OPINION: Is political correctness over ‘refugees’ putting lives in danger?
"They are refugees, not terrorists," read one late-summer Facebook status at the height of Europe's "migrant crisis."
With evidence that Ahmad Almohammad, one of the eight Paris attackers, masqueraded as a refugee en route to Europe, alongside BBC interviews with 'migrants' themselves expressing concern for phony refugees - a more intense light has been cast upon Europe's pro-refugee activists.
From the southern borders of Hungary to the camps of Calais, Europe's humanitarians have united to assist the stream of migrants entering the continent - while politicians bumble over policy and right-wing heretics' tune-up anti-migrant rhetoric.
The European psyche on migration appears to have been caught off guard by the sheer pace of events - with the European Union's statistics agency Eurostat estimating over 700,000 asylum applications in 2015 as just the tip of the iceberg.
The sudden on-screen bombardment of border camps, sea-faring tragedies and protests, seems to have dichotomised the continent into gung-ho humanitarians or fearful conservatives - leaving the continent devoid of the crucial middle-ground to move forward with effective solutions.
Social media messages post-Paris reverberated like deja-vu. "They are not terrorists - less than 0.00007 percent of Muslims are terrorists," said one Facebook user to rapturous approval. The message appeared directed at the potential right-wing backlash.
Unfortunately, the cruel reality underlying that Facebook status - is that despite the statistically miniscule number of radical Muslims - it takes just one, armed with an AK-47 and explosive belt to kill and maim hundreds.
Why then have Europe's humanitarians remained so staunchly pro-refugee?
In a Forbes guest post written by Steven Emerson, an executive director, and Pete Hoekstra, a senior fellow, at the Investigative Project on Terrorism, they lament the role of political correctness toward radical Islam in obstructing frank discussion.
"Remember that they [politicians] blamed the Benghazi massacre on an Internet video. Perhaps they will blame the ISIS [Paris] attacks on a TV show," they said.
The reality of Paris is that a "refugee," with allegiance to a militant group that puts forward a toxic interpretation of Islam, killed 130 innocent people.
It seems that merely reflecting on the role Islam has to play, and the risks of mass refugee intake, may leave people open to accusations of xenophobia, Islamophobia and racism.
It was a fate British Prime Minister David Cameron risked last week when claiming that we can no longer deny any connection between Islam and extremism. "Extremists are self-identifying as Muslims," added Cameron.
Unrelenting political correctness is a double-edged sword; protecting people from offense, but failing to allow hard truths through.
In Europe, the clashing liberals and right-wingers fail to recognize that a clear understanding of the migrant issue requires elements of both viewpoints.
Helping the hundreds of thousands of needy people arriving on European shores is virtuous and a central tenet of a continent that has thrived with the free flow of individuals from diverse backgrounds.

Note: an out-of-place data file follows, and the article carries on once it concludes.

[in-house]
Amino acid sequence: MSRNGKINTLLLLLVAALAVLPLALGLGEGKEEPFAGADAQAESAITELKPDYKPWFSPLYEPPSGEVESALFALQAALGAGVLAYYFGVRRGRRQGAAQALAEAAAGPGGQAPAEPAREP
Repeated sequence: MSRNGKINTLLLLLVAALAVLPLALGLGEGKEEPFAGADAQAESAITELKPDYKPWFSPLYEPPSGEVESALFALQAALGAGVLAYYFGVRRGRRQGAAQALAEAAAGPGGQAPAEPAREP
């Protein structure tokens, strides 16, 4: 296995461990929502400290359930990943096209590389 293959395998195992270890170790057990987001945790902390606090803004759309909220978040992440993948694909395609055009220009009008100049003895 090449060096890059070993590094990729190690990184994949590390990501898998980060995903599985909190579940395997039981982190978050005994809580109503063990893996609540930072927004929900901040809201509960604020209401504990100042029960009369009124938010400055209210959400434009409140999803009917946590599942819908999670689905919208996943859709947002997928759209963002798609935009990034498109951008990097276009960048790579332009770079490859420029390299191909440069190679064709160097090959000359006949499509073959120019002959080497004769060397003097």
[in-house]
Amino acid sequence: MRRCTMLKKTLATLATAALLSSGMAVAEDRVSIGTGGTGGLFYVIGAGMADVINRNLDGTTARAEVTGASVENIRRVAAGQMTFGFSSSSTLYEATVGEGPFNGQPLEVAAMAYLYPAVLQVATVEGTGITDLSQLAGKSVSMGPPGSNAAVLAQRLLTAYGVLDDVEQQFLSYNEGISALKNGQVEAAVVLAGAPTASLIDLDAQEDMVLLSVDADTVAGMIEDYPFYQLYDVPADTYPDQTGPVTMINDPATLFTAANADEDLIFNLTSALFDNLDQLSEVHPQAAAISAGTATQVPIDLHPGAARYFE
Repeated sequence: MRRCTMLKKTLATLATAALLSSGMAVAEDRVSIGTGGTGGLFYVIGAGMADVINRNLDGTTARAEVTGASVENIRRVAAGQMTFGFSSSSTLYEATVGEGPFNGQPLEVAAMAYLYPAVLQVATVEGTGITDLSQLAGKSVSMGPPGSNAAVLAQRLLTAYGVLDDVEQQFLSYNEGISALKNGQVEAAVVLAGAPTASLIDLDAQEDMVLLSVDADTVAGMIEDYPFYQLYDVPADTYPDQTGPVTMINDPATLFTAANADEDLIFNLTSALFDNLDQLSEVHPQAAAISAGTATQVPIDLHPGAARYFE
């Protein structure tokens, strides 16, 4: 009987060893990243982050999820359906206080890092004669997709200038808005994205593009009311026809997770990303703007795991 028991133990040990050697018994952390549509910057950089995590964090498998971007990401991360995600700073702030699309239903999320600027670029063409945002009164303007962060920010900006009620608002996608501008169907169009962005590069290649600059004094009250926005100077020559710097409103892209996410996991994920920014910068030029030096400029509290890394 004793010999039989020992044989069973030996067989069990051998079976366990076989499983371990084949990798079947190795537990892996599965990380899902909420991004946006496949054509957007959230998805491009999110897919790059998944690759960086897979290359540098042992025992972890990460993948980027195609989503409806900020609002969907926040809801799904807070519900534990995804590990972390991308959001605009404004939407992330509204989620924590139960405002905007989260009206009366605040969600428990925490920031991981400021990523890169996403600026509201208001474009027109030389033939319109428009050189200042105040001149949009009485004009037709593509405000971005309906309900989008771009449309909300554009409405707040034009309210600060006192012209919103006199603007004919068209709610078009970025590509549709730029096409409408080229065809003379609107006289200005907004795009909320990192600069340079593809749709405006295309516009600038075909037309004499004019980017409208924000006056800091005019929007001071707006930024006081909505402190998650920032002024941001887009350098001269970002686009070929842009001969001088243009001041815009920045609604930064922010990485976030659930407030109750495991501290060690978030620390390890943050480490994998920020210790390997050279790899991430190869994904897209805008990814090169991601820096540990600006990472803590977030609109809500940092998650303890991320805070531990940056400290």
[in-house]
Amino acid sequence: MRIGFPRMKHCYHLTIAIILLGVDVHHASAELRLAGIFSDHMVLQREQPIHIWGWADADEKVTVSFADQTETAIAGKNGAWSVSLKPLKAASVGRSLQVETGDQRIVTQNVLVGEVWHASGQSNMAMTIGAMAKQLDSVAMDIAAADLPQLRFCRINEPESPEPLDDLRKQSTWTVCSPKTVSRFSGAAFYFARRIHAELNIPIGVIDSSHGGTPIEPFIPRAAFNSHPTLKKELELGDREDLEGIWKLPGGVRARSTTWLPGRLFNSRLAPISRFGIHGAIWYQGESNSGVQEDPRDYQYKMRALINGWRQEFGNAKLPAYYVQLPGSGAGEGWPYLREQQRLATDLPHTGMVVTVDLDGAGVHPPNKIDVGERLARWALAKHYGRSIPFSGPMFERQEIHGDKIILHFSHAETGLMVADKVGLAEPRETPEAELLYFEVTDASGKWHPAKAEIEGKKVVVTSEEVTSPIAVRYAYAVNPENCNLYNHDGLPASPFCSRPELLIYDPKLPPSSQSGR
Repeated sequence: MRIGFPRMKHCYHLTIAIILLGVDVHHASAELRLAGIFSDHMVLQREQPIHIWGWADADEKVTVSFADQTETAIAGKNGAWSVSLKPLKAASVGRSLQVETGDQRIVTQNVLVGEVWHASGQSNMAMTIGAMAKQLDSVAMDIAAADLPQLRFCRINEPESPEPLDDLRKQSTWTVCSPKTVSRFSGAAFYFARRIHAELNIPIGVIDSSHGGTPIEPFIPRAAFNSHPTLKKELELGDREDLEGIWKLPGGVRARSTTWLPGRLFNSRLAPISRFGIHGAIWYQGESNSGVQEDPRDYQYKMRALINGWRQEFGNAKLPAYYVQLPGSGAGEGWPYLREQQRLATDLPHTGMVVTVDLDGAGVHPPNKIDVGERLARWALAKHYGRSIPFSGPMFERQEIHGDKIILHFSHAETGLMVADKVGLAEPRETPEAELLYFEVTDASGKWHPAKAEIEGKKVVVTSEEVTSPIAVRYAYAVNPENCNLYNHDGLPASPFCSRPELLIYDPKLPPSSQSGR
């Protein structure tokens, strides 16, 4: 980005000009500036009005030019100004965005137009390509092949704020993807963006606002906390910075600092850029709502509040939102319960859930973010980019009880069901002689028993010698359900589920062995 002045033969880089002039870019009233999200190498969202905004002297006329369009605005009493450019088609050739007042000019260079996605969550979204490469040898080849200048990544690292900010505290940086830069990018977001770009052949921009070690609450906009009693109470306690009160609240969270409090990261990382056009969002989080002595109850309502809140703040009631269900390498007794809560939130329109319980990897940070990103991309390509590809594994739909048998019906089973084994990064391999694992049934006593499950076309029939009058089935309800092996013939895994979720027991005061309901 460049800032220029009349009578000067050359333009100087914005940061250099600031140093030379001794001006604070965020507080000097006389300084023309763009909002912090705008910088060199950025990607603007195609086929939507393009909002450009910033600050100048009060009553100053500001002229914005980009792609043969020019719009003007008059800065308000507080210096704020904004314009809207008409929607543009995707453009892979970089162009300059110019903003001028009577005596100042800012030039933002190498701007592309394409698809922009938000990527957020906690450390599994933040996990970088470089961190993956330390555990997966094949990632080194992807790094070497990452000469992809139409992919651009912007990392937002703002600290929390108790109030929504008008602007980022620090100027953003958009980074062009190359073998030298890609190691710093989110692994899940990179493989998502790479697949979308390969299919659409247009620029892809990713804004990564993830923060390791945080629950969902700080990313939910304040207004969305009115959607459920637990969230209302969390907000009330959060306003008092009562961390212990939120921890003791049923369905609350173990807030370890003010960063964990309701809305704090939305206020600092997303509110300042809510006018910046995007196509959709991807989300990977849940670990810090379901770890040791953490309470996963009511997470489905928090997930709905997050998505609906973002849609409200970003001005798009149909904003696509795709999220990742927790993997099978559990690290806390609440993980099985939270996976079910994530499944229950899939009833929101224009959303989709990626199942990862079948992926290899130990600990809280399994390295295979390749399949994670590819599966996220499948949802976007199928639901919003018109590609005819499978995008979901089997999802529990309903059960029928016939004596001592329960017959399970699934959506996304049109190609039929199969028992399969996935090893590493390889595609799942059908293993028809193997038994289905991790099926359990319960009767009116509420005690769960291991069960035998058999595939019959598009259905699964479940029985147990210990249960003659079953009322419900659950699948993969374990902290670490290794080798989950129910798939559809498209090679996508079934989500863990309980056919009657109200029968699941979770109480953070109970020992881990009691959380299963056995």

Preventing refugees from entering Europe risks the build-up of marginalised and impoverished individuals on its borders. That creates the risk of igniting the powder keg that is the Balkans; a reality Europe's fence builders are inviting.
But, likewise, letting too many refugees into the EU risks creating instability in Europe's core, which is currently in the midst of a right-wing resurgence and slow economic recovery.
Unfortunately, with policymakers caught somewhere in between the activist and right-wing voices, policy, too, has become schizophrenic. While some EU states have agreed to house refugees, some union members, such as Germany, the UK and the Netherlands, have flirted with the idea of making their states less attractive to migrants by reducing the "pull" factors of welfare support.
This is a potent mix. Accepting thousands of refugees requires long-term commitments to their financial and social needs. Otherwise, Europe will create a breeding ground for disillusioned young individuals susceptible to perversions of Islam, or any other extremist agenda.
When the evocative scenes of Europe's migrant crisis subside, the fear is that the humanitarian forces to integrate Europe's new populace will also fade. Europe may not be importing terrorism today - at least not on the scale some on the right-wing seem to think - but a failure in assimilation can create a tinderbox for future extremism.
This means being more balanced on refugee intake, and filtering the flow of migrants into the continent effectively. Thus far, that effort has been wholly inadequate.
When the BBC's Ed Thomas and Gabriel Gatehouse traveled to the Greek island of Leros last week to speak to Syrian migrants en route to Europe, one Syrian man said, "Check me properly, ask me the right questions… you must check, for my safety and your safety."
The emotion of the migrant crisis has caught Europe unaware, and divided it between unrelenting fear and impractically open arms. The lack of rationality and perspective on the problem risks sinking the continent deeper into fear and danger.
Tej Parikh is an international affairs journalist and recently received his master's degree from Yale University, with a focus on state building, ethnic conflict and fragile states. Follow him on Twitter: @tejparikh90